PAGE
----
The Exmoor pony is a horse breed native to the British Isles, where some still roam in a semi-wild existence on Exmoor, a large area of moorland in Devon and Somerset in southwest England. They are hardy and used for many activities, contributing to the conservation and management of several natural pasture habitats.  The breed nearly became extinct following World War II. 

Our Exmoor pony called Cookie shares his field with Dylan the Donkey.


  • Stallions stand up to 12.3 hh, and mares up to 12.2 hh, with short clean legs. 
  • Exmoor Ponies are bay, brown and dun in colour and carry characteristic mealy markings on the muzzle and around the eye and flanks. 
  • Their thick winter coat, mane and tail helps to keep them warm and dry.

 You can read more about the Exmoor Pony here


Derbyshire redcap chickens

Redcaps are a native English bird that have been written about since at least the early 19th century. Derbyshire Redcaps were common on British farms until the middle of the 20th century, particularly around the southern Pennines. The name "redcap" comes from its unusually large comb.   The Rare Breeds Centre is part of the society breeding project.


  • Their main identifying feature is the rose comb.
  • The bird has a plumage ground colour which varies from orange to deep nut brown with body feathers ending in a half-moon spangle. 
  • The birds have black tails, horn-coloured beaks, red faces, lobes and wattles with slate coloured legs and feet. 
Buff Orpingtons chickens
Orpingtons are named after a town in Kent where they originate from. The Buff colouration that our group have was developed in 1894.  Orpingtons have a very placid, friendly and docile nature, one that is tolerant of being handled.

  • Buff Orpingtons are heavy, large broad body.
  • Plumage is fluffed out feathers and a curvy, short back.
  • Orpingtons come in two sizes of large fowl and bantam.

Light Sussex chickens
The Sussex chicken is a large gentle and docile breed. During the first half of the 20th Century the Light Sussex was one of the most commercially important breeds. Since then more modern hybrids have taken over. 
  • The Sussex is a heavy soft feather breed.
  • It has a broad flat back and has a stocky appearance. 
  • Its tail should be at a 45 degree angle, it has red earlobes and dark orange or red eyes, but white skin and legs.
  • The bantam is more numerous than the large fowl.
  • Eight standard colour varieties exist- Light (the most popular), Speckled, Brown, Silver, White, Buff, Red and Coronation. Some varieties such as the Brown, Buff, Red and particularly the Silver, have become very rare.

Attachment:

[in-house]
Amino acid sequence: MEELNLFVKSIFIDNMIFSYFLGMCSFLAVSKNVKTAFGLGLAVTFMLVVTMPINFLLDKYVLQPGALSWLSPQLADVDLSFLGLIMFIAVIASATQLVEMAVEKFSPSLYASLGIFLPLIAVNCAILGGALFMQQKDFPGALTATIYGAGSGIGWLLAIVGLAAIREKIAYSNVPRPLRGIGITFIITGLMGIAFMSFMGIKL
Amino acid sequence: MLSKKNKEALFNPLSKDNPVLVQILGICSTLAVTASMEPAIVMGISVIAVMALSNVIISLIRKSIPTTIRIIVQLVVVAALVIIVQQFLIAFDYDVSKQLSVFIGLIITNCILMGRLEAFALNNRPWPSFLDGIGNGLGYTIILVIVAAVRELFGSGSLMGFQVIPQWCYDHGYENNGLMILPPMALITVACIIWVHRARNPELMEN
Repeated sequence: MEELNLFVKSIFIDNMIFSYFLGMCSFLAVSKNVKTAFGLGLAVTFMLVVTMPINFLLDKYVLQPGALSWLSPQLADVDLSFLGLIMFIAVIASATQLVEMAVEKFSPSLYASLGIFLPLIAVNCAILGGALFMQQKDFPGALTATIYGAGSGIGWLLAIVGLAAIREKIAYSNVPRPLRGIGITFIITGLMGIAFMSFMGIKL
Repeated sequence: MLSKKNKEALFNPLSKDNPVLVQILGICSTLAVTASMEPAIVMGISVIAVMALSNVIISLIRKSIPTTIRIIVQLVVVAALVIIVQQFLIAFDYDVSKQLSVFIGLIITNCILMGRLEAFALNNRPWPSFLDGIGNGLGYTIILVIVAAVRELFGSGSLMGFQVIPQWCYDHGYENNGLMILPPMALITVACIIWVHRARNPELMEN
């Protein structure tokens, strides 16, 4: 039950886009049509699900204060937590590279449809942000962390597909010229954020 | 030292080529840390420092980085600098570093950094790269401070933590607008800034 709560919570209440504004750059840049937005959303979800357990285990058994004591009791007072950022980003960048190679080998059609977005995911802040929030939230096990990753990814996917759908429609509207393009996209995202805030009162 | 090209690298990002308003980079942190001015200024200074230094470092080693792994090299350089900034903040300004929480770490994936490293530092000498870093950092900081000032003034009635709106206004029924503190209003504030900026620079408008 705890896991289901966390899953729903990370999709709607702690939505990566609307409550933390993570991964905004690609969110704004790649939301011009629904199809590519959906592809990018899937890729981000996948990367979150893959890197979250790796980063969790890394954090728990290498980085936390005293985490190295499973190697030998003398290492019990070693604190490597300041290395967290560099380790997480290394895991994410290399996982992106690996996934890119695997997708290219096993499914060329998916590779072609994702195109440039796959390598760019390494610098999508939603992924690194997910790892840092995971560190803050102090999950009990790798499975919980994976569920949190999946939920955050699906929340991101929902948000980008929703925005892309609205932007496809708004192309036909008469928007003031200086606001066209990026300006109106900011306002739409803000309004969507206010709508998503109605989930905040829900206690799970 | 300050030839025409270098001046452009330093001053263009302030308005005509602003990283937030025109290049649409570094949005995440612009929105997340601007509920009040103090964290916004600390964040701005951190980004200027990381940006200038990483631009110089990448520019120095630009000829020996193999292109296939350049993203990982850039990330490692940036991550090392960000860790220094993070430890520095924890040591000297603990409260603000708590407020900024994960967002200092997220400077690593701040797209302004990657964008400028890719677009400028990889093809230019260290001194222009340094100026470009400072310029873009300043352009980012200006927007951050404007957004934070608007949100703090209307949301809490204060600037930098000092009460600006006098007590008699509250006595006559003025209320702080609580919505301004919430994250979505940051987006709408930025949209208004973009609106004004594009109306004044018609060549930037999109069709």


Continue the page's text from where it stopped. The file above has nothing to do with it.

Marsh Daisy chickens

Marsh Daisy's are hardy and love to forage for food.  The Rare Breeds Centre is part of the society breeding project.
  • The Marsh Daisy is an active, upright and attractive bird.
  • The male head is dominated by an impressive rose comb and striking white ear lobes.
  • Both sexes have beautiful rose combs. Unlike 'single combs' (the most common variety for example in Legbars) rose combs usually lie flat on the head are covered in round knobbles. Often the comb extends back behind the head.
  • The main colours are Brown, Buff and Wheaten, much rarer are the Blacks and Whites, although enthusiasts are still working to completely stabilise the 3 main colours.


The Seabrights wonderful gold or silver laced markings make the breed a popular ornamental show bantam. They are happy inquisitive birds and they do well in mixed flocks. They like to forage but will also tolerate confinement. The bird can fly so they need to be contained.


  • The breed is a true bantam, there is no counterpart in large breeds.
  • The breed has an upright and alert carriage with rounded breast carried forward and downward- pointing wings.
  • Sebrights have a rose comb and the legs are blue.
  • The UK Sebright Club only recognises the Gold and Silver varieties, but other combinations of lacing are allowed in some European countries.


Pied / Crollwitzer Turkeys

Pied turkey breed is thought to date back to the 1700's. They are a very ornamental bird that are popular in the poultry showing circle. 
  • It is very alert, upright and exceptionally ornamental
  • The plumage of both sexes is similar with black, white and black and white feathers giving the distinct pied colouring.  
  • The eyes are light brown, the beak light horn and the legs and feet pink which darkens with age.
  • Mature males can weigh up to 10kgs (22lbs) and mature females 5.4kgs (12lbs).
  • Day-old poults are a yellowish white throughout the body. Through the down pure white feathers grow and the familiar black markings begin to appear at around 6-8 weeks.
Sebastapol Geese

They can be raised for meat but most are kept for ornamental purposes, which is why the breed is in decline.  Those with curled feathers are unable to fly.
  • There are two main feather-types: the smooth-breasted and the curled-feather. 
  • The first is basically a normal, smooth-feathered bird apart from exceptionally long, trailing scapular and thigh feathers that form a dense canopy of silky ribbons that often reach the floor.
  • The second type has a much curlier appearance. The breast tends to be covered in a mass of tightly curled feathers; the wing and thigh coverts are reduced to long wisps and ribbons; 
  • The size of modern birds range from  12 - 16 lbs for males to 10 - 14 lbs for females.

 Pekin Duck 

First domesticated some 2000 years ago, the Pekin duck was standardised in the UK in 1901, but it has a long history before this point. 
These were donated to the Rare Breeds Centre by a local schools hatchling project. 


  • The present-day European Pekins are upright with particularly dense plumage.
  • The general shape of the Pekin is that it resembles a small, wide boat, standing almost on its stern, and the bow leaning slightly forwards.